Further, there is no comprehensive manual, though it comes with an in-progress version of what will one day, time permitting, be a manual. The program contains some basic help options, and the distribution packages contain a (simple) simulation that should work out of the box, and the adumbral manual contains some code that might be useful also.

Some things to note: ZMC is essentially a program for displacive relaxation/equilibration of the model crystal. Any occupancy ordering needs to be done externally. The software needs a suite of toolbox programs, which also need to be bundled with any distribution. These include programs for working with crystal geometry, calculating diffraction patterns (DIFFUSE, Butler, B. D. & Welberry, T. R. (1992). J. Appl. Cryst. 25, 391–399), performing any occupancy simulations and so on.

ZMC is used and the method described in the following publications, amongst others:

D.J.Goossens, A.P.Heerdegen, E.J.Chan and T.R.Welberry, ‘Monte Carlo Modelling of Diffuse Scattering from Single Crystals: The Program ZMC‘, Metallurgical and Materials Transactions A, 42A (2011) 23-31. DOI: 10.1007/s11661-010-0199-1.

D.J.Goossens and T.R.Welberry, ‘Diffuse Scattering from Molecular Crystals’, chapter in Diffuse Scattering and the Fundamental Properties of Materials, edited by Rozaliya I. Barabash, Gene E. Ice and Patrice E.A. Turchi. Momentum Press, 2009. Print ISBN: 978-1-60650-000-2. E-book ISBN: 978-1-60650-002-6

E.J.Chan, T.R.Welberry, D.J.Goossens, A.P.Heerdegen, A.G.Beasley and P.J.Chupas, ‘Single-crystal diffuse scattering studies on polymorphs of molecular crystals. I. The room-temperature polymorphs of the drug benzocaine’, Acta Cryst. B65 (2009) 382-392.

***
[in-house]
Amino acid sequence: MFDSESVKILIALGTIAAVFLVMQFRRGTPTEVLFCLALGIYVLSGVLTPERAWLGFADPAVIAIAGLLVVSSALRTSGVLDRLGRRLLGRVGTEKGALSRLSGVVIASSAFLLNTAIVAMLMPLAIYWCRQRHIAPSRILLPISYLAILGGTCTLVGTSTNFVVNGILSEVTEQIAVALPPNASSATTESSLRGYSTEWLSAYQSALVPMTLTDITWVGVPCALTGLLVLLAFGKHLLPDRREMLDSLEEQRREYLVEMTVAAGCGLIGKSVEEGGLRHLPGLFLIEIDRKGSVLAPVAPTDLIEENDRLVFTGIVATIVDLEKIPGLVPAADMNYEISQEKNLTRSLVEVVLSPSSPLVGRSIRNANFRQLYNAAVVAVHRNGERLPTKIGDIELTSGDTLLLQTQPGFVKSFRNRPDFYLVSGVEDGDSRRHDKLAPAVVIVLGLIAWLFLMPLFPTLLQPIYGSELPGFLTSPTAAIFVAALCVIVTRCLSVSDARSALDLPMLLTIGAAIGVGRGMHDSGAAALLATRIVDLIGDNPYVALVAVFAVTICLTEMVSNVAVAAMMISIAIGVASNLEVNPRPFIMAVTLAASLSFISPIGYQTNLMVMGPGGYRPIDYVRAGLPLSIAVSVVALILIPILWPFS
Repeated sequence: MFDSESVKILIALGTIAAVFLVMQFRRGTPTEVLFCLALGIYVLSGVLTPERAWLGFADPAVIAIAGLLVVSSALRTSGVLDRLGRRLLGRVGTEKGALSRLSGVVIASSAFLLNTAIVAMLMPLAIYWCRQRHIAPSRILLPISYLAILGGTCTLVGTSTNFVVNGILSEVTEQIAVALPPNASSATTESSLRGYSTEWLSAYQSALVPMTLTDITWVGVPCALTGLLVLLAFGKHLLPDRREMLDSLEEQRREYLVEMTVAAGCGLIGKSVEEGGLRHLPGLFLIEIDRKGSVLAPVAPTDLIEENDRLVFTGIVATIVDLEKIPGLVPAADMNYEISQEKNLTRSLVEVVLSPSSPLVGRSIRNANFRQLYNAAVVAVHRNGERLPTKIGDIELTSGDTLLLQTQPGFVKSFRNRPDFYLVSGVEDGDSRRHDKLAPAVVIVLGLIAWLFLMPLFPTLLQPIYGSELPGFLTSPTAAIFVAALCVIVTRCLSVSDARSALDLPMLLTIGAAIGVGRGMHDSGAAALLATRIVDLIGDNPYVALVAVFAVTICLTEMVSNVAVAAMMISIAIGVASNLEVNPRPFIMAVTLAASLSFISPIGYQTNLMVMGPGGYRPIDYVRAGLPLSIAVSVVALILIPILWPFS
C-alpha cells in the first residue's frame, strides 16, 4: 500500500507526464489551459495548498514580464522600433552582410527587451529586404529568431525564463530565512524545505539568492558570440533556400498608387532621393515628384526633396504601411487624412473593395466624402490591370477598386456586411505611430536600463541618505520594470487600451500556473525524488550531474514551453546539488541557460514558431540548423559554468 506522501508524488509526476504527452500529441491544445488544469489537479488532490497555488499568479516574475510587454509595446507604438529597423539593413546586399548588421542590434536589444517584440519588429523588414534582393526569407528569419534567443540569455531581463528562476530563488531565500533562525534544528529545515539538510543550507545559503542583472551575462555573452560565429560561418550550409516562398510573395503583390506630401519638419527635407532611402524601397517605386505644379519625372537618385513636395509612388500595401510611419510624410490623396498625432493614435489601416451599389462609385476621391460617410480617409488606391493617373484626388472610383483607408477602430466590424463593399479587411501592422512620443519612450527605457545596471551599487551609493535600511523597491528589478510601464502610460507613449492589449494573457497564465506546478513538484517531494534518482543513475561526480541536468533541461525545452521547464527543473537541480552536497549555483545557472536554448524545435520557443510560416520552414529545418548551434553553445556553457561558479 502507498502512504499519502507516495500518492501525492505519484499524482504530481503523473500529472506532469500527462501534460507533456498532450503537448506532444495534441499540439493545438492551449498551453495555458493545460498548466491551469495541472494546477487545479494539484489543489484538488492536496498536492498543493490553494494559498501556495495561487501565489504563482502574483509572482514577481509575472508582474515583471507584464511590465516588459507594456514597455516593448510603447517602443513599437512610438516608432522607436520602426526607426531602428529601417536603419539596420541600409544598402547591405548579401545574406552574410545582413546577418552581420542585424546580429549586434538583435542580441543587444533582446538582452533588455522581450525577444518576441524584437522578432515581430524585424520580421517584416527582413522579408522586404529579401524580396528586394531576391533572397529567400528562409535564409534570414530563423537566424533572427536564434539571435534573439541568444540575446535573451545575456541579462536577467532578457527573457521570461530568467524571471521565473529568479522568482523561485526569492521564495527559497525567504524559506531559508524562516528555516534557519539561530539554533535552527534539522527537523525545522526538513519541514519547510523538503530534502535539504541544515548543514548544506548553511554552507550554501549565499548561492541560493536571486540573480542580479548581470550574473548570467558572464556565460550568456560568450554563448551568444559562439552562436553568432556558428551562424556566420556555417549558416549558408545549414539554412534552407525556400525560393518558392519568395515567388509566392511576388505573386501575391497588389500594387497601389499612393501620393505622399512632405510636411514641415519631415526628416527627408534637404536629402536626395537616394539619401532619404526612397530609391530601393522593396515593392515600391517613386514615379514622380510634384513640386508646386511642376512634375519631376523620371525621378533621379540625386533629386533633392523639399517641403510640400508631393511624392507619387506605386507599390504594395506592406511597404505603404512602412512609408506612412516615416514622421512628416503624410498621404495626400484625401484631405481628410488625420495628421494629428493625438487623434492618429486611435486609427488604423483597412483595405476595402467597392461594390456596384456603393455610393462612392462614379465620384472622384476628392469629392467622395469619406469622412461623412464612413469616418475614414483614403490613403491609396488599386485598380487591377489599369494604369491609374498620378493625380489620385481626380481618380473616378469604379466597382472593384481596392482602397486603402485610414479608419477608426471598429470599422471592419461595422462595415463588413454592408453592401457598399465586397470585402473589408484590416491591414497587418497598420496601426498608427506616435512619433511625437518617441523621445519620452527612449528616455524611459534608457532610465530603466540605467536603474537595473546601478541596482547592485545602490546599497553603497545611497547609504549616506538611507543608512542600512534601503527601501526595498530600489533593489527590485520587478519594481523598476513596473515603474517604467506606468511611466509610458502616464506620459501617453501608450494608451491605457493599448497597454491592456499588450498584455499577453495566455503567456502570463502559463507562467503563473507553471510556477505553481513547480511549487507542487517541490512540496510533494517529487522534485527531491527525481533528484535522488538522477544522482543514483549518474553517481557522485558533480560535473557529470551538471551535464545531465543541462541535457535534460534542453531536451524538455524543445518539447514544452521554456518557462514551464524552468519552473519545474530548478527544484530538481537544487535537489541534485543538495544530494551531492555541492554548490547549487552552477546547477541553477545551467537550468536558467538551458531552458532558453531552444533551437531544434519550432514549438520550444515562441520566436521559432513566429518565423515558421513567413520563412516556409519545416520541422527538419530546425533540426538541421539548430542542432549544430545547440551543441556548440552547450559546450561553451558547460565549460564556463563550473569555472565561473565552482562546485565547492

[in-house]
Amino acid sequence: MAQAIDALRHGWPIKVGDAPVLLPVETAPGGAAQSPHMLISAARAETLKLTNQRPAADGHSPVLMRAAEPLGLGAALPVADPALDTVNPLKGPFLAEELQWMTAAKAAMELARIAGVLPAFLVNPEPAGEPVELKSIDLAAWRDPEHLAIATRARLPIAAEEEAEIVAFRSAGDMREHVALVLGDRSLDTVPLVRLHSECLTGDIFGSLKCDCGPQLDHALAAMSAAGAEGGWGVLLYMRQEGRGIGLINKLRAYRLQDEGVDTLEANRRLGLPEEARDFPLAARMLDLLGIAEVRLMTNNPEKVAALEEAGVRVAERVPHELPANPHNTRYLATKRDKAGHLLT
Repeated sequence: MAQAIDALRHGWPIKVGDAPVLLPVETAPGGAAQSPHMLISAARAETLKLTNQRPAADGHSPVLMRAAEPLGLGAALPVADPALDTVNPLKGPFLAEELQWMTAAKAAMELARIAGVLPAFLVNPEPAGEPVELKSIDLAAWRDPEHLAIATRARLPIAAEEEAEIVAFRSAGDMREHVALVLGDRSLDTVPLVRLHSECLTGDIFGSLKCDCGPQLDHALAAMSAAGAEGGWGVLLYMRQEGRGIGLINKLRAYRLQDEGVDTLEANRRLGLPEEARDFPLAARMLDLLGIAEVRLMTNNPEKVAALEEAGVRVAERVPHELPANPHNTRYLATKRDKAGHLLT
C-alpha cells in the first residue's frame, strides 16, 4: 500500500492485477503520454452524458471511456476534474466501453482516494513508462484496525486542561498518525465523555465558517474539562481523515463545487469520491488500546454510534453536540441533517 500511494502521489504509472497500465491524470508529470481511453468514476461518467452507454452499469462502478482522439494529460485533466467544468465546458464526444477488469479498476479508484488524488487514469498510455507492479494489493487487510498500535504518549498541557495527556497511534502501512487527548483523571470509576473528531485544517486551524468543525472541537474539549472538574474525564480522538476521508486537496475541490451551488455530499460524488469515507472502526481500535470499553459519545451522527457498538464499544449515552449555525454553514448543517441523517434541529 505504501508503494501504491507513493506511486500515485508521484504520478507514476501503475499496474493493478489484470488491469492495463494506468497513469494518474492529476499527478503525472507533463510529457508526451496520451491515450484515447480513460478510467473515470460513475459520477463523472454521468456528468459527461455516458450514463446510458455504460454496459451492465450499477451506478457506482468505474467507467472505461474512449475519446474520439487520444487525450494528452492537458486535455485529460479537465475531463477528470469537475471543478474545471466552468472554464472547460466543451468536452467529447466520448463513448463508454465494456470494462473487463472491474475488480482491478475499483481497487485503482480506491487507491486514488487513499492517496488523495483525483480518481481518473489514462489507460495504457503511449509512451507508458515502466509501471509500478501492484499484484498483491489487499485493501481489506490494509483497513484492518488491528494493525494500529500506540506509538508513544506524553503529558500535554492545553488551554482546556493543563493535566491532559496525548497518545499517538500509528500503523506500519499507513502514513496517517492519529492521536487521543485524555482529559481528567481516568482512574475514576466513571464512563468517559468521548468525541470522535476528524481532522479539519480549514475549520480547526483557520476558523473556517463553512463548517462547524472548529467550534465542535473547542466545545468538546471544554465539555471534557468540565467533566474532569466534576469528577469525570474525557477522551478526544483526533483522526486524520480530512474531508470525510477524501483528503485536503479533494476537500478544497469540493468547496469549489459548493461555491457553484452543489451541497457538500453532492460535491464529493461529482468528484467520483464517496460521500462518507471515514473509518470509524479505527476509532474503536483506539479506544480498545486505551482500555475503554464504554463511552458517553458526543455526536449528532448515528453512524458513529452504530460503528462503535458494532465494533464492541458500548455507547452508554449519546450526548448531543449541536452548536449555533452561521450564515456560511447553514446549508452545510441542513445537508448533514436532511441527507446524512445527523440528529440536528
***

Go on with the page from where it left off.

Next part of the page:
D.J.Goossens, A.G.Beasley, T.R.Welberry, M. J. Gutmann and R.O.Piltz, ‘Neutron diffuse scattering in deuterated para-terphenyl, C18D14‘, J. Phys.: Condens. Matt., 21 (2009) 124204.

D.J.Goossens and M.J.Gutmann,
‘Revealing how interactions lead to ordering in para-terphenyl’, Physical Review Letters, 102 (2009) 015505-1-4.

D.J.Goossens, A.P.Heerdegen, T.R.Welberry and A.G.Beasley,
‘The Molecular Conformation of Ibuprofen, C13H18O2, Through X-ray Diffuse
Scattering’, International Journal of Pharmaceutics 343 (2007) 59-68.

D.J.Goossens, T.R.Welberry, A.P. Heerdegen and M.J. Gutmann, ‘Simultaneous Fitting of X-ray and Neutron Diffuse Scattering Data’, Acta Crystallographica A A63 (2007) 30-35.


Tags: , , , , , , ,

About Darren

I'm a scientist by training, based in Australia.

Leave a Reply

Fill in your details below or click an icon to log in:

WordPress.com Logo

You are commenting using your WordPress.com account. Log Out /  Change )

Google+ photo

You are commenting using your Google+ account. Log Out /  Change )

Twitter picture

You are commenting using your Twitter account. Log Out /  Change )

Facebook photo

You are commenting using your Facebook account. Log Out /  Change )


Connecting to %s

This site uses Akismet to reduce spam. Learn how your comment data is processed.

%d bloggers like this: